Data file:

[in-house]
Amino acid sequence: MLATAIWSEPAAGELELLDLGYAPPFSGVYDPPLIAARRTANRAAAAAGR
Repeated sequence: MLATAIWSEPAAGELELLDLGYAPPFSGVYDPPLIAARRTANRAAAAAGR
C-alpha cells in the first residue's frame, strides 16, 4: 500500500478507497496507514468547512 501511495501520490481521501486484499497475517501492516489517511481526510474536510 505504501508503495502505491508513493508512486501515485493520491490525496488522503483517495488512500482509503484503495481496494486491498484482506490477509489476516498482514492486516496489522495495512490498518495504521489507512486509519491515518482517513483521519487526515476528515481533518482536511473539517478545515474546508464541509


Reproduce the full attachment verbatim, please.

[in-house]
Amino acid sequence: MLATAIWSEPAAGELELLDLGYAPPFSGVYDPPLIAARRTANRAAAAAGR
Repeated sequence: MLATAIWSEPAAGELELLDLGYAPPFSGVYDPPLIAARRTANRAAAAAGR
C-alpha cells in the first residue's frame, strides 16, 4: 500500500478507497496507514468547512 501511495501520490481521501486484499497475517501492516489517511481526510474536510 505504501508503495502505491508513493508512486501515485493520491490525496488522503483517495488512500482509503484503495481496494486491498484482506490477509489476516498482514492486516496489522495495512490498518495504521489507512486509519491515518482517513483521519487526515476528515481533518482536511473539517478545515474546508464541509